“I’m just thinking about these songs, and what they mean for us.” Kurt shifted his weight, but didn’t relax his posture. “And... It just reminds me of when Blaine and I had finally gotten to Columbus. There were so many detours. Walkers everywhere. Stupid homophobic rednecks. Blaine had been injured and... and I had just found out that I was pregnant, and was staunchly in denial because we got there and you... weren’t there.

Burt raised a brow and moved closer.

“The city was destroyed, and the people who had escaped were all walkers, and I was... And then Blaine wanted to kill himself, and I just...” Kurt swallowed. Tears should be near, but he just couldn’t even summon that. The memory was that overwhelming. He felt the weight of his father’s arm around him.

“Wish I had been there for you boys. There’s nothing I regret more.”

“You would’ve been dead,” Kurt reasoned. “No one survived there. The only choice was to keep going. I don’t blame you for leaving me.”

“I never said you did! But I’ll mope about it if I wanna. All of you do.”

Kurt frowned at his father, then smiled slightly at the joke. Of course, they all did. Of course, his father had his grief as well. They all missed Carole. Finn and Burt more than anyone, but Kurt missed her, too. He wished he’d had the chance to spend more time with his stepmother.


“What for?”

“I dunno,” Kurt murmured.

“I think it would help if you didn’t look so serious. You look like... Somethin’s wrong. Is there?” Burt waited a minute, then smirked and lowered his voice. “You pregnant?”

“No!” Kurt glared at him, then laughed. “Dad, I would tell you if there were something wrong. I would.”

He pushed air into his mouth, letting his lips bow outward, then exhaled. People had eased up on the I Ams and were just having a good time, at the moment.

“We’re not really just a settlement of survivors anymore. You know that, right?” Kurt said.

“Yeah? You think so?”

“We’re more than a random group of people. We’re more than a community. We’re a culture out here.” His lips spread slightly as he shook his head and said what he’d been thinking, as strange as it bizarre to him. “If people found our bodies a hundred years from now, they would study us for our customs and the literature we produced.”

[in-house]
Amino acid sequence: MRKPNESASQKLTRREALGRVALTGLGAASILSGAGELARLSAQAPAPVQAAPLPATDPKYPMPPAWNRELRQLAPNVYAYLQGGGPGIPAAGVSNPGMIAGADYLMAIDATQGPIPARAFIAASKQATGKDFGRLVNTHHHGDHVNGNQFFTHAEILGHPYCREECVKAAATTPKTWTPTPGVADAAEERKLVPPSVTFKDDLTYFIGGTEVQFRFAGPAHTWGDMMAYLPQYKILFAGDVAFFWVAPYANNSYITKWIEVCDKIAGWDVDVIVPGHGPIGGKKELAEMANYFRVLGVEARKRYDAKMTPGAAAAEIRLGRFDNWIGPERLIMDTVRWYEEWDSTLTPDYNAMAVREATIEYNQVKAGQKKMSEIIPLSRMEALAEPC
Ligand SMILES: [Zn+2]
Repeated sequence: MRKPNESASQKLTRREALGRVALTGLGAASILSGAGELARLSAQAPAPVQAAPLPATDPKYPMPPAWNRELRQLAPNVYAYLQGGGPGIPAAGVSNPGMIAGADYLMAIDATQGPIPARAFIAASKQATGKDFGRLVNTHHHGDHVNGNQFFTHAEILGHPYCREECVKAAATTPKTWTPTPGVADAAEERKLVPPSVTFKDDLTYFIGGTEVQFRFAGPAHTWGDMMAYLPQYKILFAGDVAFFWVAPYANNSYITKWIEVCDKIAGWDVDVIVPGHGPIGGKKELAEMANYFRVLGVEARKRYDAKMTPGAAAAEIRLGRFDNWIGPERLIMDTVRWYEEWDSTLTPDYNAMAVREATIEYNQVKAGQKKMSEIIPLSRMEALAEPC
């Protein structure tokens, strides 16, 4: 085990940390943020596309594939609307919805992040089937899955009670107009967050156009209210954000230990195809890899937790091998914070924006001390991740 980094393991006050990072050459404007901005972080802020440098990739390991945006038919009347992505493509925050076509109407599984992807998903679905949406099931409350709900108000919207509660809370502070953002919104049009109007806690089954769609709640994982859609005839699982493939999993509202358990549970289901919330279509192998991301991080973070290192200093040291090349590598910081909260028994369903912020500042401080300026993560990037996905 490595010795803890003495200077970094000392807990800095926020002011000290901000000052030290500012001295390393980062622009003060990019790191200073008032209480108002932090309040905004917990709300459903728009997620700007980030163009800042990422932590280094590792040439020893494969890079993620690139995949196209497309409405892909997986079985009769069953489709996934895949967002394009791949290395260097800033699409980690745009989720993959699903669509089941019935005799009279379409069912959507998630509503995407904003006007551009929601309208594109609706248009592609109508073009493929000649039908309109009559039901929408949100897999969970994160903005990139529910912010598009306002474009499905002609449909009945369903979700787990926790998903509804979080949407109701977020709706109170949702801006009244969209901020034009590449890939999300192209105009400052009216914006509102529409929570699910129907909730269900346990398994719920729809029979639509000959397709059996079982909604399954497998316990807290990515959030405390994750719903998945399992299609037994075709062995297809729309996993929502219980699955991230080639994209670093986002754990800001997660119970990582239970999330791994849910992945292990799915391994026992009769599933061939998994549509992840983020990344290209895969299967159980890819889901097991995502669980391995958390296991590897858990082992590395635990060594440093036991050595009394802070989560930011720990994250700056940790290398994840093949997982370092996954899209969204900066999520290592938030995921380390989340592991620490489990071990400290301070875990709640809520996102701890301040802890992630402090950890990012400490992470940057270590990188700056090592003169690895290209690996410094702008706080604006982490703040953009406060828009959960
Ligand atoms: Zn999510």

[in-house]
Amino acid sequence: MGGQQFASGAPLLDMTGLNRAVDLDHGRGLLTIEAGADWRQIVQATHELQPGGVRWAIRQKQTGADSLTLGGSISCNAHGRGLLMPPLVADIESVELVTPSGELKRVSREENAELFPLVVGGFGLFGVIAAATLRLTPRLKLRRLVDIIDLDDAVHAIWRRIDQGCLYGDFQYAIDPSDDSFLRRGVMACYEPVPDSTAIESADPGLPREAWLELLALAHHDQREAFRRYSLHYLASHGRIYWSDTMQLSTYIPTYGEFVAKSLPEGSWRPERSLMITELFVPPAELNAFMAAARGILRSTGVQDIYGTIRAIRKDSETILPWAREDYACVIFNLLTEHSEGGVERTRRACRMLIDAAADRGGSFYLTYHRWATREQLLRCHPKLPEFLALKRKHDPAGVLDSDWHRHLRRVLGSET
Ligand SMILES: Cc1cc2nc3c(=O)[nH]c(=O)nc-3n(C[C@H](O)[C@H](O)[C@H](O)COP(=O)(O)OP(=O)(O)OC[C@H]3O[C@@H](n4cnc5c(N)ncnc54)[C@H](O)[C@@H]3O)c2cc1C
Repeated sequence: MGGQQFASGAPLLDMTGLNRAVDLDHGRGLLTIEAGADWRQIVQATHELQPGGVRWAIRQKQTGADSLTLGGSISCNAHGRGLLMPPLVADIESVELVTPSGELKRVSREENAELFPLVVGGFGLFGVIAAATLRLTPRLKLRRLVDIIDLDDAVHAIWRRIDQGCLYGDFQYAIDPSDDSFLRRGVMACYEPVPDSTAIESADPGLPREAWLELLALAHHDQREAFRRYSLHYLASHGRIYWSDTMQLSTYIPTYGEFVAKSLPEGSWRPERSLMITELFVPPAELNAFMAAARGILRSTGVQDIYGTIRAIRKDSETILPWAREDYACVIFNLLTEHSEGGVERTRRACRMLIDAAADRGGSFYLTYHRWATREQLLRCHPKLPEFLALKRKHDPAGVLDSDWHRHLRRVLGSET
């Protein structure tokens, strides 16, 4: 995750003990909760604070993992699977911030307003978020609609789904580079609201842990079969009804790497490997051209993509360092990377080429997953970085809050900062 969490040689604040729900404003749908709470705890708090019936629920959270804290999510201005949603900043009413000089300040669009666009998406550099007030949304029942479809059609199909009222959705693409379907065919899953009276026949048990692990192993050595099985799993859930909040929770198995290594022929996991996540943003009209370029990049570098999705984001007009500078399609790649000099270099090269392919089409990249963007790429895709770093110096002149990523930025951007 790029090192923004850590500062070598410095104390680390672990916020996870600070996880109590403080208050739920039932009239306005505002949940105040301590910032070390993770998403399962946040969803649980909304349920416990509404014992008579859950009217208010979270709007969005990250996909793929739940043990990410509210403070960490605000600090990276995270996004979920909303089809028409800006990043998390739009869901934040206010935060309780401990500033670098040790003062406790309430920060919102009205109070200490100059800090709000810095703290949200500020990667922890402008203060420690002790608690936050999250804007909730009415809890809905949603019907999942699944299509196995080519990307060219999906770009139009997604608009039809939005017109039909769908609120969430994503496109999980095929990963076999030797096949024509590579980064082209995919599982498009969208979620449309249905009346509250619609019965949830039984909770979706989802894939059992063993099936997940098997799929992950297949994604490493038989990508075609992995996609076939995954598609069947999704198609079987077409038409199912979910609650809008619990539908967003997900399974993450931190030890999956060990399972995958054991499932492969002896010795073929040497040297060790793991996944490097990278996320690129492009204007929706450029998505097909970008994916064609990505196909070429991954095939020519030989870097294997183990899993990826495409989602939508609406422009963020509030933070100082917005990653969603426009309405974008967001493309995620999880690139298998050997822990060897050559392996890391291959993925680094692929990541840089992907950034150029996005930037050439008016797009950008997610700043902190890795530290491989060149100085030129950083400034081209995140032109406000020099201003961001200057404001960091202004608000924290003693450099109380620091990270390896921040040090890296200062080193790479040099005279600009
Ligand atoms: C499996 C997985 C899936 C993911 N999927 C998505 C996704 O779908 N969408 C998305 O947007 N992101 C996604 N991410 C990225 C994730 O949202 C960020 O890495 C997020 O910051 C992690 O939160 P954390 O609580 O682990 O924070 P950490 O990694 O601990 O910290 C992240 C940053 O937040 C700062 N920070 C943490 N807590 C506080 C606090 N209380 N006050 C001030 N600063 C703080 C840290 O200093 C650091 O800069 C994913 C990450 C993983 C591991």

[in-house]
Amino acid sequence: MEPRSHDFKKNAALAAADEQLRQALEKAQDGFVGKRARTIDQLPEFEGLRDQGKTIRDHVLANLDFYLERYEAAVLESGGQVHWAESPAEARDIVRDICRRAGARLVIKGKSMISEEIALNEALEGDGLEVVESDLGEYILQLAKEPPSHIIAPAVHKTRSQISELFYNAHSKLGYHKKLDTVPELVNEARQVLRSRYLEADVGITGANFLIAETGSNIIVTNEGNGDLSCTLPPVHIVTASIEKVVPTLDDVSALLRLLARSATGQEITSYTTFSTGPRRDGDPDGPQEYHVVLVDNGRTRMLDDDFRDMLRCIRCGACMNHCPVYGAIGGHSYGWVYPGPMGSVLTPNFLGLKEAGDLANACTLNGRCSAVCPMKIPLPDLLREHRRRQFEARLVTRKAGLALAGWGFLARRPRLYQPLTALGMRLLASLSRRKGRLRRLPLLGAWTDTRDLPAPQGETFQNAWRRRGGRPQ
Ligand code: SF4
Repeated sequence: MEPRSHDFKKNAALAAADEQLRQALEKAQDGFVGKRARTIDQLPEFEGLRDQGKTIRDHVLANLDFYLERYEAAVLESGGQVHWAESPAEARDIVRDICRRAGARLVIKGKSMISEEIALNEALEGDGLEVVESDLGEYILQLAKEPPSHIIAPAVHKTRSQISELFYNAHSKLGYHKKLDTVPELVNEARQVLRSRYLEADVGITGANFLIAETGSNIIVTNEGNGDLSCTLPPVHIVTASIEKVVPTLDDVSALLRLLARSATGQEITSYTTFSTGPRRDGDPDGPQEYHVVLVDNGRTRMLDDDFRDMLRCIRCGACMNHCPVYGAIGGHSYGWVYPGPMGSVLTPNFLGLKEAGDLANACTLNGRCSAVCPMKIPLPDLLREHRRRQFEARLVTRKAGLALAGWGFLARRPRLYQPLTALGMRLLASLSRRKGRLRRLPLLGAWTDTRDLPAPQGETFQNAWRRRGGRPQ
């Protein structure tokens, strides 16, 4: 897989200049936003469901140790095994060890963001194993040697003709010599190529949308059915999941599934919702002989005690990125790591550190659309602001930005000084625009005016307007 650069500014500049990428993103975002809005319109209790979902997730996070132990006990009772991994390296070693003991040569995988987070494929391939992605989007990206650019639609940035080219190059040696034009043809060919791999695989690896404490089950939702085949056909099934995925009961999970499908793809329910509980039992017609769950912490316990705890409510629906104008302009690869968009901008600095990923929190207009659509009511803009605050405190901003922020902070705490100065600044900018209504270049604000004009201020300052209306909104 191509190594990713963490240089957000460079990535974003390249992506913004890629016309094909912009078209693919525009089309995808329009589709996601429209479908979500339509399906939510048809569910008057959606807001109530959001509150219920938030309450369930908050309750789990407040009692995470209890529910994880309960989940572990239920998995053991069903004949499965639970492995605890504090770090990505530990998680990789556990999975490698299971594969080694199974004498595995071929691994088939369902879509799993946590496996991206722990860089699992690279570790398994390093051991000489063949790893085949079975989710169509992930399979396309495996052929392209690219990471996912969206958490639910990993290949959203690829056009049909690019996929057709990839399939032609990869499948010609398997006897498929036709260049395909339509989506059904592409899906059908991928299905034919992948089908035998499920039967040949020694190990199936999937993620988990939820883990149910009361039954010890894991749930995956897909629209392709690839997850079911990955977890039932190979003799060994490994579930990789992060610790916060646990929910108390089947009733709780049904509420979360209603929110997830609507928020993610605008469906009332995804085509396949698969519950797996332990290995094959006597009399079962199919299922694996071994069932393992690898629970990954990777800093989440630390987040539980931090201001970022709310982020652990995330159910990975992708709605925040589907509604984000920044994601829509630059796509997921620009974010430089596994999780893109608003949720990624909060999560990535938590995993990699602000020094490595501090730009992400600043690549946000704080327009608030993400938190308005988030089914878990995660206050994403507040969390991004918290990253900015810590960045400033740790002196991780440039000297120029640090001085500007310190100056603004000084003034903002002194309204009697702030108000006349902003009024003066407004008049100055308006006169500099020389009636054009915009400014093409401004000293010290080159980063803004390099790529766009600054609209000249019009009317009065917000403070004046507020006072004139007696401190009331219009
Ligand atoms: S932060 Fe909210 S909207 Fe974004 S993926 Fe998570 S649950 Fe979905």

“That’s a little grim,” Burt said. “Or optimistic. A hundred years? Not too shabby.”

Kurt didn’t look at him. He just worked to keep the furrow out of his brow.

“Right now, for me, personally? Sometimes I think that the scariest thing in this world, and that’s saying a lot, is having hope right there. And just... taking that leap. Letting yourself hope that everything won’t be destroyed in a second when something or someone intrudes into this home we’ve worked so hard to create.”

Burt watched him for a moment longer, and then Kurt found himself swept up in a forceful hug. He fought it for a moment, looking over his shoulder, and then wondered why he would ever resist affection from his father. If his dad thought that he needed a hug, he probably did. Everyone had been telling him what a sourpuss he looked like.

He closed his eyes and hugged Burt back with all his strength.

Behind him, Kurt heard a few ‘aw’s. These people, his friends and family and survivors, they cared about him. Not just as their leader, either.

There was a lot of weight on Kurt’s shoulders, but nothing bad happened that night. And he might have to get used to the idea that nothing catastrophic might occur for some time.

When Burt released him, watching him with concern, Santana came up behind him, grabbed his hand, and made him dance with her. Blaine let out a whoop and danced Pippa in his arms. People clapped around them, and they followed suit as Santana began singing ABBA.

Kurt let himself laugh, and dance.

Date: 2013-03-04 06:34 am (UTC)
lastscorpion: (Default)
From: [personal profile] lastscorpion
Wonderful! It's kind of like a happy ending. I especially loved Burt hugging Kurt at the end, and Things were going so well that Kurt expected a monsoon. Awesome story! I'm really enjoying reading it!


ladydreamer: Woman in near profile holds a long handheld gun up with dramatic lighting. (Default)
Jenny Wrayne